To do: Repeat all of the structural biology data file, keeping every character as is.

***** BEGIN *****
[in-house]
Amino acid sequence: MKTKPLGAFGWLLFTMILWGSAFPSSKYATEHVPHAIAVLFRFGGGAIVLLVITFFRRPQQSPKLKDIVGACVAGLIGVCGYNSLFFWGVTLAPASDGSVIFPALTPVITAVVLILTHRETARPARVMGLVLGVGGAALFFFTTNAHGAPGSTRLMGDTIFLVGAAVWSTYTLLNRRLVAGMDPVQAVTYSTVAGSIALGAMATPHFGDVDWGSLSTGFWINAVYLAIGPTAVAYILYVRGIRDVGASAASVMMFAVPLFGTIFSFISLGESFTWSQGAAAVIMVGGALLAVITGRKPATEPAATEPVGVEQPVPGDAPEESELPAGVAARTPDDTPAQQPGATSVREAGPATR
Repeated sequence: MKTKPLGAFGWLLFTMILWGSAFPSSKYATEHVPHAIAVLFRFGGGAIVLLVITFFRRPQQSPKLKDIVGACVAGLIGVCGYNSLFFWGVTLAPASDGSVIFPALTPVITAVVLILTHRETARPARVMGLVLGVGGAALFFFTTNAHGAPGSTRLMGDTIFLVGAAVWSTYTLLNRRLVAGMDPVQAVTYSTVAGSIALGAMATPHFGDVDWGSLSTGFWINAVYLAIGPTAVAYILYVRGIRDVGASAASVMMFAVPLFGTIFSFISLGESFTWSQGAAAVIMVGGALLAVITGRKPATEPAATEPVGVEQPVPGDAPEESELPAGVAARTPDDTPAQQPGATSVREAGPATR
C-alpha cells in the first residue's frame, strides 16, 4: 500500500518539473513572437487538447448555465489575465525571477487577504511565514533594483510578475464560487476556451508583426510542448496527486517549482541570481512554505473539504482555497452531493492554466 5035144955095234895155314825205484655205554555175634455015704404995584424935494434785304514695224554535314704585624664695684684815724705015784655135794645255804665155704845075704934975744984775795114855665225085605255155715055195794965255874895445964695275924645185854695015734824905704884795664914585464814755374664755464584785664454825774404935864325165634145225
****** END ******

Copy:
[in-house]
Amino acid sequence: MKTKPLGAFGWLLFTMILWGSAFPSSKYATEHVPHAIAVLFRFGGGAIVLLVITFFRRPQQSPKLKDIVGACVAGLIGVCGYNSLFFWGVTLAPASDGSVIFPALTPVITAVVLILTHRETARPARVMGLVLGVGGAALFFFTTNAHGAPGSTRLMGDTIFLVGAAVWSTYTLLNRRLVAGMDPVQAVTYSTVAGSIALGAMATPHFGDVDWGSLSTGFWINAVYLAIGPTAVAYILYVRGIRDVGASAASVMMFAVPLFGTIFSFISLGESFTWSQGAAAVIMVGGALLAVITGRKPATEPAATEPVGVEQPVPGDAPEESELPAGVAARTPDDTPAQQPGATSVREAGPATR
Repeated sequence: MKTKPLGAFGWLLFTMILWGSAFPSSKYATEHVPHAIAVLFRFGGGAIVLLVITFFRRPQQSPKLKDIVGACVAGLIGVCGYNSLFFWGVTLAPASDGSVIFPALTPVITAVVLILTHRETARPARVMGLVLGVGGAALFFFTTNAHGAPGSTRLMGDTIFLVGAAVWSTYTLLNRRLVAGMDPVQAVTYSTVAGSIALGAMATPHFGDVDWGSLSTGFWINAVYLAIGPTAVAYILYVRGIRDVGASAASVMMFAVPLFGTIFSFISLGESFTWSQGAAAVIMVGGALLAVITGRKPATEPAATEPVGVEQPVPGDAPEESELPAGVAARTPDDTPAQQPGATSVREAGPATR
C-alpha cells in the first residue's frame, strides 16, 4: 500500500518539473513572437487538447448555465489575465525571477487577504511565514533594483510578475464560487476556451508583426510542448496527486517549482541570481512554505473539504482555497452531493492554466 5035144955095234895155314825205484655205554555175634455015704404995584424935494434785304514695224554535314704585624664695684684815724705015784655135794645255804665155704845075704934975744984775795114855665225085605255155715055195794965255874895445964695275924645185854695015734824905704884795664914585464814755374664755464584785664454825774404935864325165634145225